The monsignor said both Churches enjoy a unifying element in their shared Christian motivation to fulfill their social and charitable responsibilities.
Both Churches are committed to encouraging respect for life. While under communism abortion was almost a normal means of family planning, today there is growing awareness that it is something “bad and harmful,” he said.
Amid the positive signs, the lack of local vocations stands out as a negative. Monsignor Jerzy told ACN that most of the priests are still from abroad. At present there are only three native priests, three native seminarians, and three religious sisters. The Church is counting on the family to promote new vocations.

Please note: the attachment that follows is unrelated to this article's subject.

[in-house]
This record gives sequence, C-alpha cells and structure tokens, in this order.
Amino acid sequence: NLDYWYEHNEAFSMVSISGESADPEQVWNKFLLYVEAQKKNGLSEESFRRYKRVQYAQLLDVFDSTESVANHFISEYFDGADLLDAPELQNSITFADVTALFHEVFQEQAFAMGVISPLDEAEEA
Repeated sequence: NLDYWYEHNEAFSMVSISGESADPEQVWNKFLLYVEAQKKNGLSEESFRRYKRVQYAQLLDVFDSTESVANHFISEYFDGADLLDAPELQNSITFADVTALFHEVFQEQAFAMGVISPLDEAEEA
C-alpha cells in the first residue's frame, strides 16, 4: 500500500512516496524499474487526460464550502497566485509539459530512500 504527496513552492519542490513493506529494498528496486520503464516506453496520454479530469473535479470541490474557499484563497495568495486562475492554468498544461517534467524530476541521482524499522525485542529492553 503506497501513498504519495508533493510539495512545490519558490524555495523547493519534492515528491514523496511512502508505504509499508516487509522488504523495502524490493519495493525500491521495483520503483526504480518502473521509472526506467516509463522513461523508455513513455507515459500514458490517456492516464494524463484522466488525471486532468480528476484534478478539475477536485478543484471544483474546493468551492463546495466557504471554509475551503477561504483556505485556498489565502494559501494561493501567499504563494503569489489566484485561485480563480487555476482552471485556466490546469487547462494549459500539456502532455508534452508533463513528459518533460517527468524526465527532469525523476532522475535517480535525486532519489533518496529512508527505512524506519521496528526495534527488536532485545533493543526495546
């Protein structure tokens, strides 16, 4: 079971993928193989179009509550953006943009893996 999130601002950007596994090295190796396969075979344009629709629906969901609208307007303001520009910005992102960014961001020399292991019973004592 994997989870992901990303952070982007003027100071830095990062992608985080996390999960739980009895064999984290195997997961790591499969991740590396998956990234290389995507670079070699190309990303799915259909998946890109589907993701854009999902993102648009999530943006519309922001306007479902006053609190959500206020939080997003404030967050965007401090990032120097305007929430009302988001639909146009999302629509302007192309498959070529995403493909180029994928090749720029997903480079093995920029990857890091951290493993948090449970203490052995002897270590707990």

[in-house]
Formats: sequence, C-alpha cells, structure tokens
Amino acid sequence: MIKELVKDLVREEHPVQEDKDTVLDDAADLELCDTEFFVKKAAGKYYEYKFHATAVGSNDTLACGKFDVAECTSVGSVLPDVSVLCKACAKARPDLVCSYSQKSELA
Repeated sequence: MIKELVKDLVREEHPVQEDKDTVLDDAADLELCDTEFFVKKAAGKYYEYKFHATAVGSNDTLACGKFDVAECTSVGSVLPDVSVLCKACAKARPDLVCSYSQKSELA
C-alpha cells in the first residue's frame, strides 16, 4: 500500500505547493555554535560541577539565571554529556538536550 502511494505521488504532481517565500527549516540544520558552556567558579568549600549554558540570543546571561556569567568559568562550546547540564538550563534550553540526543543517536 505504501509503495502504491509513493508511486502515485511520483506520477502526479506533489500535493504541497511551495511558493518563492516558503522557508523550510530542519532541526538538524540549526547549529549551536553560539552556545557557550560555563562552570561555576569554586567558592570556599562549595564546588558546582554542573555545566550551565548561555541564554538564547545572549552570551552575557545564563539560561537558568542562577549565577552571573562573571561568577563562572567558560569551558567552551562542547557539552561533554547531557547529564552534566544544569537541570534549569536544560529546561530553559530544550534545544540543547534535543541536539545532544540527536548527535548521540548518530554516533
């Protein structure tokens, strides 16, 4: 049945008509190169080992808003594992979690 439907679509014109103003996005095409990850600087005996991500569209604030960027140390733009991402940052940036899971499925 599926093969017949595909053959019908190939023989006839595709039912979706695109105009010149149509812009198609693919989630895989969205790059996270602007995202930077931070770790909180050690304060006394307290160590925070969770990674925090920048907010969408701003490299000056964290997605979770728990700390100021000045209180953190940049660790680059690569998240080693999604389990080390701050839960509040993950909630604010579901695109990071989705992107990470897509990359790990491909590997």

Sydney, Australia, Jul 21, 2008 (CNA) - Bishop Anthony Fisher, auxiliary bishop of Sydney and coordinator of World Youth Day 2008, said Pope Benedict XVI’s “heartfelt” apology for sexually abusive clerics in Australia is a “challenge” to the Catholic Church that will add impetus to the Church’s efforts to improve.
On Saturday Pope Benedict said he was “deeply sorry” for the pain and suffering victims of clerical sexual abuse had endured, the Australian Associated Press reports.
“These misdeeds, which constitute so grave a betrayal of trust, deserve unequivocal condemnation,” the Pope said at the consecration of the altar at St. Mary’s Cathedral. More than 3,400 people, including Sydney Archbishop Cardinal George Pell, bishops, seminarians, and religious and school groups, attended the consecration.